The way Congress has acted on ISIS is cowardly—and it needs to stop

President Richard Nixon abolished the draft in 1973, and now one Democrat wants to bring it back.

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Congressman Charlie Rangel, the octogenarian with the erratically pitched Harlem accent, came out in favor of mandatory selective service in the fight against ISIS last week. “It should be something that forces us to think. What could clear your mind better?” he said.

Rangel, always the showman, knows the draft will never be reinstated. He’s more interested in calling out his fellow members of Congress for voting for military action while they’re simultaneously holding it at arm’s length. “If it’s national security, you’ve got to feel it,” he said.

That sums up our dilemma with ISIS pretty well. Congress and the president want to go to war, but they don’t want voters to feel it—or even to notice.

Start with the fact that some administration officials refuse to acknowledge that the United States is going to war with ISIS at all. Two weeks ago John Kerry called our actions a “very significant counter-terrorism operation.” White House Press Secretary Josh Earnest later contradicted Kerry, but still chose his words gingerly, saying America was “at war with ISIL in the same way we are at war with al Qaeda and al Qaeda affiliates all around the globe.”

Thus the administration won’t seek a congressional declaration of war, choosing instead to rely on the musty Authorization for Use of Military Force (AUMF) passed after 9/11. This prompted gales of laughter from lawyers, who pointed out that the AUMF that targets al Qaeda can’t be used to target ISIS, given that ISIS broke away from al Qaeda and al Qaeda denounced ISIS.

But no matter. Congress wasn’t going to raise its voice anyways. They were, however, required to vote on the president’s latest plan to arm the so-called moderate Syrian rebels. They accomplished this by sneaking it through attached to a bill funding the government like it was an earmark from the days of yore. This is what Congress has come to: war as legislative corollary, as casual afterthought.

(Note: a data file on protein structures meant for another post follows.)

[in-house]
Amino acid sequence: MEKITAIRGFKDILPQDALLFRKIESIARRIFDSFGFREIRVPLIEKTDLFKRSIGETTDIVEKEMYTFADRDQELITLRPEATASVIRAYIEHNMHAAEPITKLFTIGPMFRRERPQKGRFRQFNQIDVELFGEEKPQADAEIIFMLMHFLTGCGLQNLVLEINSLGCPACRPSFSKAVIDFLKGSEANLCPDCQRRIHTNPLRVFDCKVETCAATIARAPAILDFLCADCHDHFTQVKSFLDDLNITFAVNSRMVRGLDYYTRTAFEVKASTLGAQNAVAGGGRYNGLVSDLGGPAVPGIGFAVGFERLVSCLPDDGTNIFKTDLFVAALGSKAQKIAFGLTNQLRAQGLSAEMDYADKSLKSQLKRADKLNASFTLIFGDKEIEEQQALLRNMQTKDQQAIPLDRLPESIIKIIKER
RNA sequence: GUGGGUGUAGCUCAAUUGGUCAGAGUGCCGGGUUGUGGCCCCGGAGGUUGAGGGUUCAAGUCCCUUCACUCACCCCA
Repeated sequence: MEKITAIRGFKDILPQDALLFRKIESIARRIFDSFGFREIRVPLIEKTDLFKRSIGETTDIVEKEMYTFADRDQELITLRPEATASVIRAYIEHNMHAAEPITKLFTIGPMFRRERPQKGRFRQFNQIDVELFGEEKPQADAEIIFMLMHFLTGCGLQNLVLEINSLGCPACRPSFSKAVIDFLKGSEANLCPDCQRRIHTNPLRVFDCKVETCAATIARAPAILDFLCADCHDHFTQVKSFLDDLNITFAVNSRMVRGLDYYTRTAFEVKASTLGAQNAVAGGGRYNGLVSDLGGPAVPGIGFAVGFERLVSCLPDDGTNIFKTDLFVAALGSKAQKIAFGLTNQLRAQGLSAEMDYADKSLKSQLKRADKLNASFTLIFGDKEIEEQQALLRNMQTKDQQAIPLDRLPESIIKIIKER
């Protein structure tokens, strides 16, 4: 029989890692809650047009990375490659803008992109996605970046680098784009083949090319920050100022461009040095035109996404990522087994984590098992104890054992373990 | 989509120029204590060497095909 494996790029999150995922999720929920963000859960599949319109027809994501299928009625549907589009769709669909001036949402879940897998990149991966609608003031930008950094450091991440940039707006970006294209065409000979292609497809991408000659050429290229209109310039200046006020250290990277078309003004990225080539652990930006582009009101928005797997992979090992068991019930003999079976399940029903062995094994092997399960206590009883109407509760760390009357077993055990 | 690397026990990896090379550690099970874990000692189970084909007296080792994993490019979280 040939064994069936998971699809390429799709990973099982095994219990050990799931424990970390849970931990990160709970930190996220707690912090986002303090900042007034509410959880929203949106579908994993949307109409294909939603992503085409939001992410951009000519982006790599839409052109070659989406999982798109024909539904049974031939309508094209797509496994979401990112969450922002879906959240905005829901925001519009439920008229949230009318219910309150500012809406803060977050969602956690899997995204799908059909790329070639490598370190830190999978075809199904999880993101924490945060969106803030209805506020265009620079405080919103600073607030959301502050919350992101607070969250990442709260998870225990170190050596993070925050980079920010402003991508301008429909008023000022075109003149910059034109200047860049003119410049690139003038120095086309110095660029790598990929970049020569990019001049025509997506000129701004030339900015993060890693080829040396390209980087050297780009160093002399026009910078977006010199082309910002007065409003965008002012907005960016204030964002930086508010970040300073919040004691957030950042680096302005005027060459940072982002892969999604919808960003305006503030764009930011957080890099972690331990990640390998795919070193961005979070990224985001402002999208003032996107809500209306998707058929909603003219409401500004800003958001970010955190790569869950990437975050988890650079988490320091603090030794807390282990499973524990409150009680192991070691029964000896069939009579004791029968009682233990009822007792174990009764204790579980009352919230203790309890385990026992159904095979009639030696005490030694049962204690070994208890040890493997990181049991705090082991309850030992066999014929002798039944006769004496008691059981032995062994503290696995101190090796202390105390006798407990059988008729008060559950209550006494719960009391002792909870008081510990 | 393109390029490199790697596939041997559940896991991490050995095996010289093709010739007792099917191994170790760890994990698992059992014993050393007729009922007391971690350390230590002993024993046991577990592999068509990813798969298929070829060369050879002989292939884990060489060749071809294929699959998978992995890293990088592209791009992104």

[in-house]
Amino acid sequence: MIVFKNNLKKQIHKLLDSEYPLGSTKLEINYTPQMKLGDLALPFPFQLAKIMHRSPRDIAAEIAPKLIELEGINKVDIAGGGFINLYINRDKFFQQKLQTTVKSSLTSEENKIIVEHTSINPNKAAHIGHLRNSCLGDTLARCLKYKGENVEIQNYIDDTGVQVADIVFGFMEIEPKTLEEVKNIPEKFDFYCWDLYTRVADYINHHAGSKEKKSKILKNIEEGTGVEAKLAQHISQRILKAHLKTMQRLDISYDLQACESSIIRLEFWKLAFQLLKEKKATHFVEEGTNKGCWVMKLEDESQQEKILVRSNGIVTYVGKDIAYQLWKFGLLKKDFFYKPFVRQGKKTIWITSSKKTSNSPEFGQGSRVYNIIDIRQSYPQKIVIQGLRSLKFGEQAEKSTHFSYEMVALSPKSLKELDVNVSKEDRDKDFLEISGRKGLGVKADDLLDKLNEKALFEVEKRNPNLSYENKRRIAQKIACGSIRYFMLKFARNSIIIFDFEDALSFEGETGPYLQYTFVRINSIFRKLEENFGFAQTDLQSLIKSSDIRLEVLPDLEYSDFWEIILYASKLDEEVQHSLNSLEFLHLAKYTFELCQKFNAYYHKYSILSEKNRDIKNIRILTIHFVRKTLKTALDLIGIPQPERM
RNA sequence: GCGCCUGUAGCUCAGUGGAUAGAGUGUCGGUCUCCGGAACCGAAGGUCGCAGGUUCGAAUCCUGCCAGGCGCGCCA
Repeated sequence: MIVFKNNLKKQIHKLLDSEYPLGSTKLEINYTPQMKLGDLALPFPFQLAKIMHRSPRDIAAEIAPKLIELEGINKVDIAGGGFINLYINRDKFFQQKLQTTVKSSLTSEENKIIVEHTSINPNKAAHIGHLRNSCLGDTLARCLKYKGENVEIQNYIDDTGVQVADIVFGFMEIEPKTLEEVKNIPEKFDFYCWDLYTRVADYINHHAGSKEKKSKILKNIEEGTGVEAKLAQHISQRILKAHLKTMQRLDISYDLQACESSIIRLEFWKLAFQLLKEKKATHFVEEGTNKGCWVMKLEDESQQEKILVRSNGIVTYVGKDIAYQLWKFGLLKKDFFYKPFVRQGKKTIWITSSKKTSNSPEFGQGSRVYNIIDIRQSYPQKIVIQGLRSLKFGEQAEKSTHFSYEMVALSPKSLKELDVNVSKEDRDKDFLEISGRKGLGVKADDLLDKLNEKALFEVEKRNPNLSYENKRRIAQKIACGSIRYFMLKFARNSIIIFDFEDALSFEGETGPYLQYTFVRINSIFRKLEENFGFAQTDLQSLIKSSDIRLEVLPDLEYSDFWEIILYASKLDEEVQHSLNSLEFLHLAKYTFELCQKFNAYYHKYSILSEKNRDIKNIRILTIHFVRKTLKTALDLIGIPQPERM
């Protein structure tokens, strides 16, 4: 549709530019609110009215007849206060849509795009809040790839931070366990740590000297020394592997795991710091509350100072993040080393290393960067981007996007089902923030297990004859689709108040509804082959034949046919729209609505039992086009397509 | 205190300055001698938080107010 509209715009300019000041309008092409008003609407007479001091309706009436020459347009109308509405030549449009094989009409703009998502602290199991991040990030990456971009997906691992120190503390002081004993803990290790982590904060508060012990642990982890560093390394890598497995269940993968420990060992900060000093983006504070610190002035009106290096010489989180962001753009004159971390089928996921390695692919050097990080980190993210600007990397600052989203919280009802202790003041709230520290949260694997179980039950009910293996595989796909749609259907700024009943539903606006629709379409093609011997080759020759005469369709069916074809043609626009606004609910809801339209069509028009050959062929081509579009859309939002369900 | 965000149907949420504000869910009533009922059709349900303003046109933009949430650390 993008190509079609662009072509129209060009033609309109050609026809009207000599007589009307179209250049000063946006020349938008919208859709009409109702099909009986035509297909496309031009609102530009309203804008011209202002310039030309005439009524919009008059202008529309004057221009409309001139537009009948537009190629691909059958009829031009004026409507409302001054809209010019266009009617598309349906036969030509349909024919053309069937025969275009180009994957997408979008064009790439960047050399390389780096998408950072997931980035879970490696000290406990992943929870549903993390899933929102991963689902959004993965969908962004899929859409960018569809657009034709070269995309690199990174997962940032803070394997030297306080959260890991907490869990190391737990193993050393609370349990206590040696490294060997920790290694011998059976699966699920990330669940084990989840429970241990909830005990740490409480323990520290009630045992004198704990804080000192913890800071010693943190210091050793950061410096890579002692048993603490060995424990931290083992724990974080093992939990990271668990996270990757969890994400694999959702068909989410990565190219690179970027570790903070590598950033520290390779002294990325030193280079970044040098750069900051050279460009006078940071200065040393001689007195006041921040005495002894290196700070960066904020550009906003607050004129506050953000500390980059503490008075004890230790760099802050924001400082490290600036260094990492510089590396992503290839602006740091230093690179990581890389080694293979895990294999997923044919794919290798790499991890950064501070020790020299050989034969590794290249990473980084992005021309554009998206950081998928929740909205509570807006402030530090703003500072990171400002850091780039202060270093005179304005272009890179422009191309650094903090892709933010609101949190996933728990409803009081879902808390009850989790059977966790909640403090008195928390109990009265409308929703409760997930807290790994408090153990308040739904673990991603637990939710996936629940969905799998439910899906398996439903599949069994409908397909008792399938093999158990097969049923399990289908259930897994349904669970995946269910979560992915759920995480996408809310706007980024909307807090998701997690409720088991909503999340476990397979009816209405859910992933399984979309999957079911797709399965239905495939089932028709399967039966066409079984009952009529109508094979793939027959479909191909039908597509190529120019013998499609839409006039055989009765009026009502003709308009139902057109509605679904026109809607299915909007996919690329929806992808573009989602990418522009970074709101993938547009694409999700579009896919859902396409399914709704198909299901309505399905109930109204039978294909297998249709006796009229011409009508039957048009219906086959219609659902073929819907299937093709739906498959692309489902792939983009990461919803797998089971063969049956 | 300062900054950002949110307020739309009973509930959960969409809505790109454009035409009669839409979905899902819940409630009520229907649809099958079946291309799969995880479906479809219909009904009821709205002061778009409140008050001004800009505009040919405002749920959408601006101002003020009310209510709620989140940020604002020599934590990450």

The need for Congress to vote on a separate resolution was the rare issue that united John McCain and Rand Paul. Paul said the Senate’s actions were “inexcusable” and McCain called it “an act of cowardice.” He’s right, they are cowards. Twenty percent of laws passed by Congress are bills that name post offices, Stephen Colbert has testified before a congressional committee, but The World’s Greatest Legislative Body, as our lawmakers never hesitate to call themselves, can’t be bothered to have a debate about an impending war.

That debate might influence the election, after all, and nobody wants that. This isn’t even about senators trying to avoid an unpopular vote—polls show the public is supportive of military action against ISIS. Lawmakers just don’t want to deal with anything that changes the campaign landscape in any way. This is how our elected leaders operate now: serious issues can’t be debated during election season, and election season is 24 months long.

Thus the president will never admit to putting “boots on the ground” in Iraq, but has deployed 440 “advisors” with more sure to come. (The advisors are hoofing around Irbil in flip-flops, apparently.) In the meantime our weapon of choice is airstrikes. These have proven effective; already American bombs have helped scatter ISIS fighters in the Kurdish north and driven jihadists out of the all-important Mosul Dam.

But airstrikes alone won’t destroy ISIS. Ideology-fueled terrorist groups are far more durable than that. After 9/11 America went to war against the Taliban—real war, with boots on the ground and everything—and supposedly drove them out of Afghanistan. And yet, as Micah Zenko points out, over the past decade the Taliban has perpetrated more terrorist attacks than any other group in the world.

A brutal onslaught of American power wasn’t enough to dislodge the Taliban. But somehow we’re going to obliterate ISIS with congressional authorization that isn’t authorization, boots on the ground that aren’t boots, and a war that isn’t a war.

America can’t act cosmetically. If Congress and Obama really think we should destroy ISIS, they need to stop treating war like a hot potato, juggling it around while offering loud assurances that everything will be painless. And voters need to stop falling for it. We need to take a deep look at ourselves and consider what the president is really proposing: years of bitter war that will require nothing less than remaking the Middle East into something less hospitable to terrorism. And if we decide this is what we must do, then we should stop gussying it up.

The problem is we already have a model of what happens when we try to change Iraq, which has left a bitter taste in the mouth of the public. Will they support a second prolonged trip into Mesopotamia? Who knows, but they should at least get a proper vote from their representatives.

What do you think?

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